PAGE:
function onAction(form,action)
        {
                // form is the workflow form object
                // action is a string containing the user's action
                // returning false will cancel this action
                return true;
        }
        </script>
Customizing the Task Distribution Strategy
The task distribution strategy is specified in the task response class. To implement a custom task distribution strategy, do the following:
Creating a Custom Task Response Class
When you create a subclass of EnsLib.Workflow.TaskResponse, you override its OnNewTask() callback method (and possibly other methods). The following is a list of the callback methods that you can override:
EnsLib.Workflow.TaskResponse callback methods control the distribution of tasks by calling a number of API methods defined in the Workflow Engine (EnsLib.Workflow.Engine).
The following is a list of the class methods in EnsLib.Workflow.Engine that you can use when you override the callbacks listed previously.
  1. AssignTask() — Assign a task to a specific user.
  2. CompleteTask() — Mark a task as Completed and return the response to the caller.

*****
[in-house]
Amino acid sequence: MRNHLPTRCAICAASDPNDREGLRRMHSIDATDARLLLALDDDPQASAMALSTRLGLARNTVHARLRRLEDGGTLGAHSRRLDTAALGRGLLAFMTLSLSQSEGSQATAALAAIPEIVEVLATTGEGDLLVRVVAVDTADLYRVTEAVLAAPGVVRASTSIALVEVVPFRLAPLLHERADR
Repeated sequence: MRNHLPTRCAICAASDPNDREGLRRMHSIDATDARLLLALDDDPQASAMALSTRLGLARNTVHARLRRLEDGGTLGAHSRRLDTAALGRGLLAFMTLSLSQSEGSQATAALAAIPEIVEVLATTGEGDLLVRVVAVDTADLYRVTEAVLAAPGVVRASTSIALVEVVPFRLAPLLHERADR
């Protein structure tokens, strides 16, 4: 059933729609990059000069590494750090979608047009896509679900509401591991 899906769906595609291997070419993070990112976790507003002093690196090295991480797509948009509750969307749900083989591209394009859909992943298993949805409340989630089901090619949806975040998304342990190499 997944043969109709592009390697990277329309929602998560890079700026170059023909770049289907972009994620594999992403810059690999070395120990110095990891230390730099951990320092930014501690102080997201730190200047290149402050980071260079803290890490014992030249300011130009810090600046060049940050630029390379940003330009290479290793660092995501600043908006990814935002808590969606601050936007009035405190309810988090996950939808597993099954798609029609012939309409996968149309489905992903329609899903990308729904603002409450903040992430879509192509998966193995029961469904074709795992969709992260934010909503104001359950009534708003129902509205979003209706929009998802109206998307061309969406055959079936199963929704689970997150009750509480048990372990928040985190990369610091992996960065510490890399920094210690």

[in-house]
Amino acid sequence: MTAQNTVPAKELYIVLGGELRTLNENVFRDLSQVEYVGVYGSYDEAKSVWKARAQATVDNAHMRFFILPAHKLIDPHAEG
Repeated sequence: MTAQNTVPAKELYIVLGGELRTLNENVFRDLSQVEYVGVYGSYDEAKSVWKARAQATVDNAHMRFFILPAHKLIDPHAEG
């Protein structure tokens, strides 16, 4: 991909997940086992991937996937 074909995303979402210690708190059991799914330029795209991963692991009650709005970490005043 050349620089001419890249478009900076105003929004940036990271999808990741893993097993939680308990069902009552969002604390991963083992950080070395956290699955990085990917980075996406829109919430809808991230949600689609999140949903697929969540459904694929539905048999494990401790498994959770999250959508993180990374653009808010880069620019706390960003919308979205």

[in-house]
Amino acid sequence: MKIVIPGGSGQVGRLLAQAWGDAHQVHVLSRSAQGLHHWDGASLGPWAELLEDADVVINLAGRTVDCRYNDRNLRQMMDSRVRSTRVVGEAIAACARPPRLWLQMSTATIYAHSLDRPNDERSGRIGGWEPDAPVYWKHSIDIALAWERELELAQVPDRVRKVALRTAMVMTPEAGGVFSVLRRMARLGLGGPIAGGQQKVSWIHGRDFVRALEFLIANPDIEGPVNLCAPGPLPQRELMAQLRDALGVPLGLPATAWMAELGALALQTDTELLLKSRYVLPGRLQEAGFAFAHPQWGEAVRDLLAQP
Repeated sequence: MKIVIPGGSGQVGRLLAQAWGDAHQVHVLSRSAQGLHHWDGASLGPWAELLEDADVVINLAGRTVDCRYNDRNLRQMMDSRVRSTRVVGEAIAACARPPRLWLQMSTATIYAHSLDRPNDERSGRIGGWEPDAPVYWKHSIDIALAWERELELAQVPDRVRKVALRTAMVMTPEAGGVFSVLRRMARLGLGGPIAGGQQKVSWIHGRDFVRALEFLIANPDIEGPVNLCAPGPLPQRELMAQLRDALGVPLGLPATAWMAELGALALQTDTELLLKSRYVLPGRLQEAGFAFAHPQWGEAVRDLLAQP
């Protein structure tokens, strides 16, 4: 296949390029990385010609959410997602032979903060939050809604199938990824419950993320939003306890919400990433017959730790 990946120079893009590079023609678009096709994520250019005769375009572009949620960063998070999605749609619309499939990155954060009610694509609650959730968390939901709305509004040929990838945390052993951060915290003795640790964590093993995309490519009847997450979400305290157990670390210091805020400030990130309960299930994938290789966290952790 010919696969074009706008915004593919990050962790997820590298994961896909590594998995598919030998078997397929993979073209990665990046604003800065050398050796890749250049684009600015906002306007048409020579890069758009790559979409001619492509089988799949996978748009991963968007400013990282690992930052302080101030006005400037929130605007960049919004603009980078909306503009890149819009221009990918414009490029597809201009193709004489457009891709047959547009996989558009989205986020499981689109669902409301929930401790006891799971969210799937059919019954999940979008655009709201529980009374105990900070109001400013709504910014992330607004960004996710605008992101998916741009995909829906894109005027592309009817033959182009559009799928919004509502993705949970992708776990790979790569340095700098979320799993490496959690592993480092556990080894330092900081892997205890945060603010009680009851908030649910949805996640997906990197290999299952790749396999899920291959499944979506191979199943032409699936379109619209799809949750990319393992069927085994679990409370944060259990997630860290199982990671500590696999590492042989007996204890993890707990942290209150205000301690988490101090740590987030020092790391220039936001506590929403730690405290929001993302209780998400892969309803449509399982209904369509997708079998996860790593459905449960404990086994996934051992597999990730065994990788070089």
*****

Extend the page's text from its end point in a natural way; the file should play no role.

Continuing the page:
3. FindLeastBusyUser() — Return the name of the “least busy” user. This is the user with the fewest assigned tasks in the system.
  4. SendTask() — Send a task to a specific user.
  5. SendTaskToAll() — Send a task to all users in the current role.
  6. SendTaskToTitle() — Send a task to one or more users with the given title in the current role.
  7. SendTaskToTop() — Send a task to the top n users in the current role, according to their respective ranking in the role.
  8. UnassignTask() — Remove task assignment.
For details on these methods, see the InterSystems Class Reference.
Invoking the Custom Task Response Class
A task request message has class parameter (RESPONSECLASSNAME) that specifies which response class to use. You can override this by setting the %TaskHandler property of the request class.
This means that you have two ways to cause the task request to use the desired task response: